Posted in Colchester High School, Colchester Middle School, Community, General, Malletts Bay School, Porters Point School, Union Memorial School, Videos

Close-Knit Community Outreach (Contains Videos!)

There is a lot about Colchester that makes its community proud. (If you missed our recent video offering some wonderful examples, please click here.)

And now we are heading into winter … how about a warm-and-fuzzy, feel-good story?

At Colchester Middle School, teacher Amy Kreiger’s knitting club—one of many teacher-directed clubs at CMS—has been increasing in popularity since its creation. What’s particularly neat about this program is that the students involved—among other things—make and donate little hats for the Vermont Children’s Hospital at Fletcher Allen Health Care.

CMS students made these tiny hats for newborns at Vermont Children's Hospital
CMS students made these tiny hats for newborns at Vermont Children’s Hospital
A newborn at Vermont Children's Hospital wears a knitted hat!
A newborn at Vermont Children’s Hospital wears a knitted hat!

Click here to watch a fun video of the knitters in action!

“Maintaining a normal body temperature in ill or premature infants is always a priority,” said Barbara Henle with the Vermont Children’s Hospital’s Neonatal Intensive Care Unit (NICU). “The members of this population are extremely vulnerable and less able to maintain their body temperatures than are healthy and/or term infants. In addition to keeping them in special, environmentally controlled infant beds, we rely on the use of hats to help keep these infants warm. The hats are also very cute and often help lend a sense of normalcy to the whole experience for parents. Because each hat is a gift to the family that they will take home with them when the baby goes home, we always need a new supply—and donations are greatly appreciated and treasured by the families that get to keep them. On behalf of the staff, families, and especially babies of the NICU at Vermont Children’s Hospital, we thank you!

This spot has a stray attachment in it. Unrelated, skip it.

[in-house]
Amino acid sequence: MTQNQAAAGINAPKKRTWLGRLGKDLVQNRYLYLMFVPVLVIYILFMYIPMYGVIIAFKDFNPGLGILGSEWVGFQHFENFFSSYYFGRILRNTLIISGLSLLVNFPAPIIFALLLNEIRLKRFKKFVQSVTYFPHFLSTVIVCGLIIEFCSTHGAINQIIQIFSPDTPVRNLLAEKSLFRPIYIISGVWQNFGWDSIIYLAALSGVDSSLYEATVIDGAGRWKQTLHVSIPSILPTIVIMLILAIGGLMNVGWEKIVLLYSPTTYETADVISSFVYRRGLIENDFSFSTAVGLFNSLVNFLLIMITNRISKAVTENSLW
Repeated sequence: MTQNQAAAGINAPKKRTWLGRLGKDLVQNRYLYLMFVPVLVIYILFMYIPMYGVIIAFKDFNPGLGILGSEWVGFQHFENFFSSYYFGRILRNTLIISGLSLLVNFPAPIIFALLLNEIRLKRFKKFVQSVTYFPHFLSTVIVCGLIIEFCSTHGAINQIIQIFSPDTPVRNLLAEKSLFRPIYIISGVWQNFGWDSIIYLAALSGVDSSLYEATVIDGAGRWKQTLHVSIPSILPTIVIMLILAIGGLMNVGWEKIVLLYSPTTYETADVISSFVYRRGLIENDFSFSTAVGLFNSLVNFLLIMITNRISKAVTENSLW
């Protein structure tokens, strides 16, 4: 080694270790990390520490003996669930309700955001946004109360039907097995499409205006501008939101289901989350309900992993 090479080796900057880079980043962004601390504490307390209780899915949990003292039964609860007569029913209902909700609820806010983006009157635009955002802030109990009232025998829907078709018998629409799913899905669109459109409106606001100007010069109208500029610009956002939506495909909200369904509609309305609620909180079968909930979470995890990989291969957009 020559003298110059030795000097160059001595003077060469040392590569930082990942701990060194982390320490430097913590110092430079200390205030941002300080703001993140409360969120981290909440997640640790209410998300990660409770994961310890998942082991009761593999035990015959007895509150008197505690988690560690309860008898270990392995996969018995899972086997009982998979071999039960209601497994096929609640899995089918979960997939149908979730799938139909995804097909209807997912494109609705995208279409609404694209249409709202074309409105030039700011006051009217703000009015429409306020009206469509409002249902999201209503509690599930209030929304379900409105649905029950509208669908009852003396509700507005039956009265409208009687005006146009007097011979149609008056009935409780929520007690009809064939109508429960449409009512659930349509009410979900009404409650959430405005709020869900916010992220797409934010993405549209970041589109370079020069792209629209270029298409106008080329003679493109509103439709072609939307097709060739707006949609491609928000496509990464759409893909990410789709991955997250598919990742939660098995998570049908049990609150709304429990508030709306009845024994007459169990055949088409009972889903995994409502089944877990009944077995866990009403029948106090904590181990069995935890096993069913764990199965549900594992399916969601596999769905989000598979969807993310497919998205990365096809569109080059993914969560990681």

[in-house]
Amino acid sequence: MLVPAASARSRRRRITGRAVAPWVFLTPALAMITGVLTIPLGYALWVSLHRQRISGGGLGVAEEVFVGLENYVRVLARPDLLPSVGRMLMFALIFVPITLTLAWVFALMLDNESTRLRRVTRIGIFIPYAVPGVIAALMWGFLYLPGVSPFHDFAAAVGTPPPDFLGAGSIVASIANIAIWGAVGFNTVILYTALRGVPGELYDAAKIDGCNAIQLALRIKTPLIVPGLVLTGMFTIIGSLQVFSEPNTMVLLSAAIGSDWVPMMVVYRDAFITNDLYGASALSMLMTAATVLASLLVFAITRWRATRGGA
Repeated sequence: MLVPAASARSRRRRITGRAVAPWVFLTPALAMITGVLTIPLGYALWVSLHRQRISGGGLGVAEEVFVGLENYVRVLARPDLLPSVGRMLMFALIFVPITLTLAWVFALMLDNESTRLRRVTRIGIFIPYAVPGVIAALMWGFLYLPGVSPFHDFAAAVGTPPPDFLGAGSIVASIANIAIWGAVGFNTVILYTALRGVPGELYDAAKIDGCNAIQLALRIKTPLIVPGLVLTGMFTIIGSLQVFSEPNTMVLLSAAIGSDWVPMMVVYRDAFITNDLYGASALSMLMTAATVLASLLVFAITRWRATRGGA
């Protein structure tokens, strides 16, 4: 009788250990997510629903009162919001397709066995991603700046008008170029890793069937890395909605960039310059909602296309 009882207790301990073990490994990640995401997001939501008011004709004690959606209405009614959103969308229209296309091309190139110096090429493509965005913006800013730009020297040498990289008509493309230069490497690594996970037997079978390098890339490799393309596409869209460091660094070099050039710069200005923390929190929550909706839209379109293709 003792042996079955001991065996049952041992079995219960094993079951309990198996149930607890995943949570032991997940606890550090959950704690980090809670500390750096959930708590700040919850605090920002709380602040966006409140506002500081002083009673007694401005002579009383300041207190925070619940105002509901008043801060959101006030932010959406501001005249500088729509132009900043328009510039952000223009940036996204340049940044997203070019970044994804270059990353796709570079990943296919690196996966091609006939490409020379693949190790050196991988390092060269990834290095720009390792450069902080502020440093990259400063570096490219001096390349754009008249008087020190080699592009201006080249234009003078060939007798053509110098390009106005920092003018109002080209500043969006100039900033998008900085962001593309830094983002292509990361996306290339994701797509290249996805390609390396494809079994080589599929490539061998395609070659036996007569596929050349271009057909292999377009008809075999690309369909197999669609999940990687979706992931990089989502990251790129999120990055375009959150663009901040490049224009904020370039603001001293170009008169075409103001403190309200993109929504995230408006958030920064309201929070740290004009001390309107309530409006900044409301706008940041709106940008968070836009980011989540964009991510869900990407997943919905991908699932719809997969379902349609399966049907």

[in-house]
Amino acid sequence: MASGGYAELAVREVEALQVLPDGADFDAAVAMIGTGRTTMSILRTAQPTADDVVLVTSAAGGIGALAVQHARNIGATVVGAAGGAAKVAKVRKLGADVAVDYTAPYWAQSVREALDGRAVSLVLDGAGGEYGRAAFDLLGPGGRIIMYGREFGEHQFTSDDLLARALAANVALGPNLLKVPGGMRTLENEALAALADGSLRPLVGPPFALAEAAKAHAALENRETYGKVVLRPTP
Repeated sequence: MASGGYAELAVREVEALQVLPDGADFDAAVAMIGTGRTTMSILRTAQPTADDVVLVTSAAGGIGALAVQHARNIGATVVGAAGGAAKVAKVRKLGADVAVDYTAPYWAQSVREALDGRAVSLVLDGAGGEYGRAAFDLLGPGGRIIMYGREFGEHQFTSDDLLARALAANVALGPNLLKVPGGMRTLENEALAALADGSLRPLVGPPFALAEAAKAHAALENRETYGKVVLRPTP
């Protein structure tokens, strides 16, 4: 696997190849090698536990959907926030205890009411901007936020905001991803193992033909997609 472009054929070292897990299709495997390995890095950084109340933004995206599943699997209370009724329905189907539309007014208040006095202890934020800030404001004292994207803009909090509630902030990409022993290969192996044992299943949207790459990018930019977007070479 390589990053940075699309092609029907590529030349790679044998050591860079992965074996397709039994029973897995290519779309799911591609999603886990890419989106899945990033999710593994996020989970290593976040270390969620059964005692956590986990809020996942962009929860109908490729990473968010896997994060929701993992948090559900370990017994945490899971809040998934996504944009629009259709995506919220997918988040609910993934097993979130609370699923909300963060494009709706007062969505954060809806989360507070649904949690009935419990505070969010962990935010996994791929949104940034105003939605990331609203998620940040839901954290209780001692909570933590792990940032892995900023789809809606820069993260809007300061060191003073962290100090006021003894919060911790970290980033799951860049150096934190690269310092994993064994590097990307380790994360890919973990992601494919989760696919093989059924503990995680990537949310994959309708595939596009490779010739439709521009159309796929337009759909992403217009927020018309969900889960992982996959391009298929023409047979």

(If you would like more information, or if you would like to donate knitting supplies, please e-mail Amy Kreiger.)

As we’ve mentioned before, when our community members benefit from our students’ substantial efforts, they are more likely to support our students … and when our students feel supported, they are more likely to give back to their community. The entire community benefits when everyone commits to making ongoing positive contributions. There is a diverse and plentiful assortment of benefits associated with volunteerism, particularly among young people, and incorporating it into curriculum is a powerful way to introduce it in a way that allows students to see how their efforts can make a difference in their communities. Students in every school in the district regularly step up to contribute to our community’s greater good. Just a tiny sample of these contributions are as follows:

Happy Holidays!

Your schools and your town are working hard to engage our community. Please encourage your friends and family to subscribe to The Spotlight. When we’re all informed, we make a stronger community!